In Show 150 – Phase 7 – Training originally broadcast on Facebook Live on Wednesday 14 November 2018 we explore this interesting topic.
Everyone know the dictionary definition of the word expansion. But what does it really mean in a business context. There are many different ways of doing it. You could open a second physical location. Or you can enter into a franchise to allow others to use your intellectual property.
The reason it’s in Phase 7 of the Business Legal Lifecycle is because it comes after you’ve consolidated your business. If you have any problems in your business at all they are going to become multiplied when you expand. Your systems, processes and procedures have to be in place properly.
One aspect of expansion that you have to consider is about other markets. What other markets are available for your product or service? Is there a product that other business owners would want to use? There are consultants that you can talk to that will help you better understand your market. Understanding your market is especially important when it comes to your systems and processes. If those are not clearly and easily understood then no-one will want to use them.
Whether this is the first time or the fifth time you’ve expanded there are certain things that you have to do. If you’re opening a second location your team has to be talking to each other.
It’s so important to make sure that your lease and insurance are in place for any expansion. Same goes for creating a franchise. You have to have airtight agreements that will guarantee your success in the future. Getting any one of those agreements wrong can sink the business.
Remember when you’re creating a franchise that you have to get it right. Thinking you can just license your IP without the expense of franchise can be a bad mistake. There are strict rules around licencing and franchises. Running afoul of those rule can result in big fines.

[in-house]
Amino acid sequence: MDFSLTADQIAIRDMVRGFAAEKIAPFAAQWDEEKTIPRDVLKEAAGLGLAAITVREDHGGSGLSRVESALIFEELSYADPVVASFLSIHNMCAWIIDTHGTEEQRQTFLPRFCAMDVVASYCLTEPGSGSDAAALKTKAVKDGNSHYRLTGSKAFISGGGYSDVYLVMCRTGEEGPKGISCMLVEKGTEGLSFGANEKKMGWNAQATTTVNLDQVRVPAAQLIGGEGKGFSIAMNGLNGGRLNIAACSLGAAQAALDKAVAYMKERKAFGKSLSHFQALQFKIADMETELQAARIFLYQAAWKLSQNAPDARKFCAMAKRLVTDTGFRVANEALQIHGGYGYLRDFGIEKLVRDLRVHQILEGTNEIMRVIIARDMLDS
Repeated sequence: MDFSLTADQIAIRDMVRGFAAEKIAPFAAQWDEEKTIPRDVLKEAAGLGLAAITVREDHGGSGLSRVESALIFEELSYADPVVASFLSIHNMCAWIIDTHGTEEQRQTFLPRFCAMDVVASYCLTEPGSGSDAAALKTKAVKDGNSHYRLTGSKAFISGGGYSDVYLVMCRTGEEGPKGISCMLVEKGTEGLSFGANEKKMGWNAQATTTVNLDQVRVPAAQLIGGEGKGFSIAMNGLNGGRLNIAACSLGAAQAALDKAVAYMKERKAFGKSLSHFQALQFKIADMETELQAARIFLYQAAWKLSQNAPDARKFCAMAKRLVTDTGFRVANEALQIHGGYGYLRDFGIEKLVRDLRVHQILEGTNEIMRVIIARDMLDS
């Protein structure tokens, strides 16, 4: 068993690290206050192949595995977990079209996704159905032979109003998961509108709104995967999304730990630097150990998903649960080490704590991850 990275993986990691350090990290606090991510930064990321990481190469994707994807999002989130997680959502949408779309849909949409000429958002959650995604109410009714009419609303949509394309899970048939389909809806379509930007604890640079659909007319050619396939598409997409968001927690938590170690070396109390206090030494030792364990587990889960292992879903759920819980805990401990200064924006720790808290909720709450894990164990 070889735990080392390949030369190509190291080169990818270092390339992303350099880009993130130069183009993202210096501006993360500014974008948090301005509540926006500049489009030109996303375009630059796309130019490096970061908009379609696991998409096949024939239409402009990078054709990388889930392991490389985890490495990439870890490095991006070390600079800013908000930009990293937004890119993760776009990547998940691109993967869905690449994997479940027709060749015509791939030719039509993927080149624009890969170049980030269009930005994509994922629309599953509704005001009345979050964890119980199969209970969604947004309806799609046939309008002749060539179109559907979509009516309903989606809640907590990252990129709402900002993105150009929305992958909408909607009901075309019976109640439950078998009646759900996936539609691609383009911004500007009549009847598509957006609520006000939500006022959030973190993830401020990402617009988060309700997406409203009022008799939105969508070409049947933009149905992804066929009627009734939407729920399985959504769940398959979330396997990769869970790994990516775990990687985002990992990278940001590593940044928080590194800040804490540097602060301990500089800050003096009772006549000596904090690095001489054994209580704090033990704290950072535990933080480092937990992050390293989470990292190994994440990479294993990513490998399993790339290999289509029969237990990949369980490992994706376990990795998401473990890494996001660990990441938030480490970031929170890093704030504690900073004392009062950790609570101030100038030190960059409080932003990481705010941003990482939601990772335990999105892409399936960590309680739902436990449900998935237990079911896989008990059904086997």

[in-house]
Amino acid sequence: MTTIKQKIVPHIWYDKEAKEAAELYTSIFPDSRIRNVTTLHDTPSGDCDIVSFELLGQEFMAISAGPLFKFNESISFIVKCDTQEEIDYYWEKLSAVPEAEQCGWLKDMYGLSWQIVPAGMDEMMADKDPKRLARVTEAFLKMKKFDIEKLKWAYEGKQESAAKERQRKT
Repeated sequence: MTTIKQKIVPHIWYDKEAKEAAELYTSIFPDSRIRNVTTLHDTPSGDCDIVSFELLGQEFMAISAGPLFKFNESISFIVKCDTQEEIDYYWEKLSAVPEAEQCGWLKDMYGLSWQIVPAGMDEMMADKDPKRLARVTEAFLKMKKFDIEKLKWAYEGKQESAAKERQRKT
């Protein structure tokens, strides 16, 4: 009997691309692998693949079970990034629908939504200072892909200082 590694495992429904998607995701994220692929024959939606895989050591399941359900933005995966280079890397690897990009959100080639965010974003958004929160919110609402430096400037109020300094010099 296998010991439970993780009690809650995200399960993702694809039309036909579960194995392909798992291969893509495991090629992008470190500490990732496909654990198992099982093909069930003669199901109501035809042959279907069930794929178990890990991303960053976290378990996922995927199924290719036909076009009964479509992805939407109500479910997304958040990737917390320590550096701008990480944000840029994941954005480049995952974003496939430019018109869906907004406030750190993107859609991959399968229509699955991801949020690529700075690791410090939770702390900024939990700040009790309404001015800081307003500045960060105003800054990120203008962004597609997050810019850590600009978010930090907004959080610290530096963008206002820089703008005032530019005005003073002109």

Another way to expand your business is by merging or acquiring another business. Mergers and acquisitions are terms that are used interchangeably but they are actually quite different. A merger occurs when two companies decide to combine their businesses into a new entity. An acquisition, on the other hand, takes place when one company buys another outright.
When you’re buying a business you are going to have an opportunity to investigate that company. If you don’t know what you’re buying you’re guaranteed to fail. There is no one definition for due diligence it’s a very broad term and deliberately so. You have to talk to your lawyer to make sure that your due diligence is correct. Also, you have to ensure that the due diligence part of the sale contract is up to snuff. Looking at the history of the business, the staff and potential liability issues are all critical parts of getting this right.
More about this Show
We started Business Legal Lifecycle to create a simple way for you to understand complex legal terms. Most importantly we want to help you to develop a plan to take your business successfully into the future. There’s a startling statistic the underscores the importance of developing a solid plan. The majority of business owners are just seven months away from losing everything. A single aspect of your business that is not set-up correctly can shut down your whole operation very quickly. Legal advice is not cheap and even when you can afford it there is often a divide between lawyers and their clients. We want to close that gap once and for all. We want to put legal knowledge and tools into your hand to prevent the worst from happening to you.
Twice a week we are going to deliver those tools right to your home or office with Business Legal Lifecycle TV. We’ll start the week with Fast Fix Monday, a short 5-10 minute video that will tackle a single issue that businesses have to deal with. Then on Wednesday’s our main show will feature with more fulsome discussions and interviews all delivered in a straightforward and easy to understand format.